UT students can now help draw Austin district lines, determine representation


While Austin officials are taking applications from citizens to draw lines for the city’s single-member districts, UT students have an unparalleled opportunity to represent themselves in Austin’s shift to geographic representation.

The Citizens Redistricting Commission will be drawing new district lines for Austin’s 2014 elections. In accordance with the Proposition 3 Amendment passed in November, one council member will represent each of these 10 districts to ensure accurate representation for each resident, said Linda Curtis, coordinator for Austinites for Geographic Representation. The group is responsible for getting the 10-1 plan passed through the City Council.

One commissioner position will belong to a student currently enrolled at any college in Austin. Requirements for regular commissioner positions, including having voted in three of Austin’s last five general elections, will be waived for the student commissioner position.

Curtis said the existence of the student commissioner position was heavily advocated by UT’s student government while the 10-1 plan was being written.

“UT Student Government was very active in the phase of determining what the measure was going to look like, and they advocated that we have a student seat on the 14-person commission,” Curtis said. “The student population in Austin is so big that we got convinced that it was important. I’m hoping that somebody will pick up the mantle from UT.”

Curtis said the coalition began meeting in February 2011 to discuss a process for creating single-member districts.

“We started talking about if we could come together to agree on a system for single-member districts, because single-member districts has been widely supported for years and years,” Curtis said. “By about October we agreed to do a 10-1 system.”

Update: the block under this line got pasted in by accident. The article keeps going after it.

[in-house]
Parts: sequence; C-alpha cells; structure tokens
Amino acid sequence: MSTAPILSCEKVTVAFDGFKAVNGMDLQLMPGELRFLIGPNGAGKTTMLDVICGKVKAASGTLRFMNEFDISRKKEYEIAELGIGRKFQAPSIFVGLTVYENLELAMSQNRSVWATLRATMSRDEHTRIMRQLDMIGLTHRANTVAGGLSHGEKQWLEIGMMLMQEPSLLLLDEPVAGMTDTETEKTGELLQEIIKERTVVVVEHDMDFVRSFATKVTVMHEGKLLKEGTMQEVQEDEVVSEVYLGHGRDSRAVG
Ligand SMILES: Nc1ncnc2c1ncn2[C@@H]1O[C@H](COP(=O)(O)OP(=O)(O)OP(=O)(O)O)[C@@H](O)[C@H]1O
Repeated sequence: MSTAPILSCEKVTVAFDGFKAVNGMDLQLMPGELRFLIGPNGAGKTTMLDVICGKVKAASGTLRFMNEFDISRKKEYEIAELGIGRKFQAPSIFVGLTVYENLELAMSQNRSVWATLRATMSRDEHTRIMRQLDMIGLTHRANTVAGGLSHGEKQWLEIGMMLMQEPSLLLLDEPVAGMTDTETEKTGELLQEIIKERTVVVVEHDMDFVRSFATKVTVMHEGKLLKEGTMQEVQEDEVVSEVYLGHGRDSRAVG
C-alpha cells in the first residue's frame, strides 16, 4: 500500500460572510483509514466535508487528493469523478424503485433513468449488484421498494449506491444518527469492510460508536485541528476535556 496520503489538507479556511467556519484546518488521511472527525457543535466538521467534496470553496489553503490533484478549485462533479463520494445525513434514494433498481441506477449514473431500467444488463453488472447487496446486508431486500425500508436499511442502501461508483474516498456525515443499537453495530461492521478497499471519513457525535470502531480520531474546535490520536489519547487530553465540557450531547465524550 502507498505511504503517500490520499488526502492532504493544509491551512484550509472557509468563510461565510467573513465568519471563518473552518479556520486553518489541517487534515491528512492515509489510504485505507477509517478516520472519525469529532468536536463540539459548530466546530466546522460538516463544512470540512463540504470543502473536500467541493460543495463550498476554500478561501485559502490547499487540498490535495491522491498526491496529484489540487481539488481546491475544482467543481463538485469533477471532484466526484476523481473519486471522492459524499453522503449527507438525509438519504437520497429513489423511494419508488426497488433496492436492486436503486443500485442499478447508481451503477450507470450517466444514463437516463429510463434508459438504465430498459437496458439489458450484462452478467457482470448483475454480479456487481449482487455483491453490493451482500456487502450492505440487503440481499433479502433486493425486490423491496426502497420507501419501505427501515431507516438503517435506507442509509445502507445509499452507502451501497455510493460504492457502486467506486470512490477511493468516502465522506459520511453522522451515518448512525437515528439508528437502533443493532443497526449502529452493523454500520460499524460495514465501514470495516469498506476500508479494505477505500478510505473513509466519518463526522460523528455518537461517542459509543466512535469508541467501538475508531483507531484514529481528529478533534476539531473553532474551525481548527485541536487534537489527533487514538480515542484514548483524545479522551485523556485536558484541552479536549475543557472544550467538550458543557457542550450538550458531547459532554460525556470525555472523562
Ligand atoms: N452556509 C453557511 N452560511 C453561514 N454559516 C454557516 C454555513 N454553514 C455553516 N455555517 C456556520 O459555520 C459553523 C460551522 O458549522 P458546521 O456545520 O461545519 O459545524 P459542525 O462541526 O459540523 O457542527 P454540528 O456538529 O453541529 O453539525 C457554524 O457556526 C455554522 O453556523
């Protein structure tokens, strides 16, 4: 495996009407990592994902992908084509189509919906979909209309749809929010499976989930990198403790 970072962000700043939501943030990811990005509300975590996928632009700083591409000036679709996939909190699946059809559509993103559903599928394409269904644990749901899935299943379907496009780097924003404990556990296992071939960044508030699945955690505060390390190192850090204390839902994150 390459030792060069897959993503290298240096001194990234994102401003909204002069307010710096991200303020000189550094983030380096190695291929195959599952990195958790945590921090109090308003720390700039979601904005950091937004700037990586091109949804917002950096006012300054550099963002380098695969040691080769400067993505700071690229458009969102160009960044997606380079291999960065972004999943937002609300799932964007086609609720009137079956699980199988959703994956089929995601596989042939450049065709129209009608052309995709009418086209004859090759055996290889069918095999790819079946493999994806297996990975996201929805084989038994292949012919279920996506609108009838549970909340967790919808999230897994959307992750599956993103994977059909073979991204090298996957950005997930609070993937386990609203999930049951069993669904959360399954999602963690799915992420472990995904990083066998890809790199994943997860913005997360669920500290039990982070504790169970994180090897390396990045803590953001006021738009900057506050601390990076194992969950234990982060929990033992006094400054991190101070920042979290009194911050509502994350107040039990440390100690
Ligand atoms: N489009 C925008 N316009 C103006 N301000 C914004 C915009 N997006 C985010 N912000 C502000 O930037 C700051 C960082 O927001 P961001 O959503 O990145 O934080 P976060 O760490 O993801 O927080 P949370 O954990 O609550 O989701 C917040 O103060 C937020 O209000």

The Citizens Redistricting Commission will consist of 14 Austin residents, who will be responsible for drawing new district lines for the city. The Applicant Review Panel, an additional three-person entity in the redistricting process, will select the commissioners by narrowing down all applications to a pool of 60 qualified applicants, from which the city auditor will draw eight random names. These eight selected commissioners will appoint the final six commissioners. Applications for both the Applicant Review Panel and the Citizens Redistricting Commission opened Jan. 18 and will close Feb. 22.

City Auditor Kenneth Mory said the commission will be working to ensure accurate representation of Austin’s diverse population.

“The idea is making sure there is a diverse group of commissioners,” Mory said. “One of the things that we’re focusing on [are] unrepresented groups, for example Hispanics, African-Americans and Asian-Americans.”

Mory said the city auditor’s office has attempted to reach out to UT student organizations, but is unsure if any students have applied.

“I don’t know if we have received any applications as of yet from students,” Mory said. “We’re hoping that we do. The students who meet the other qualifications can also apply to be just a regular commissioner.”

John Lawler, urban studies senior and advocate of Proposition 3, said it is critical for UT’s current Student Government to take responsibility for getting students engaged and interested in applying for the position.

“It’s important for us to get a lot of students to apply for the position,” Lawler said. “If we don’t have anyone applying, and we don’t have our Student Government taking that bold stance, then I think we’re sending the wrong message to local leaders.”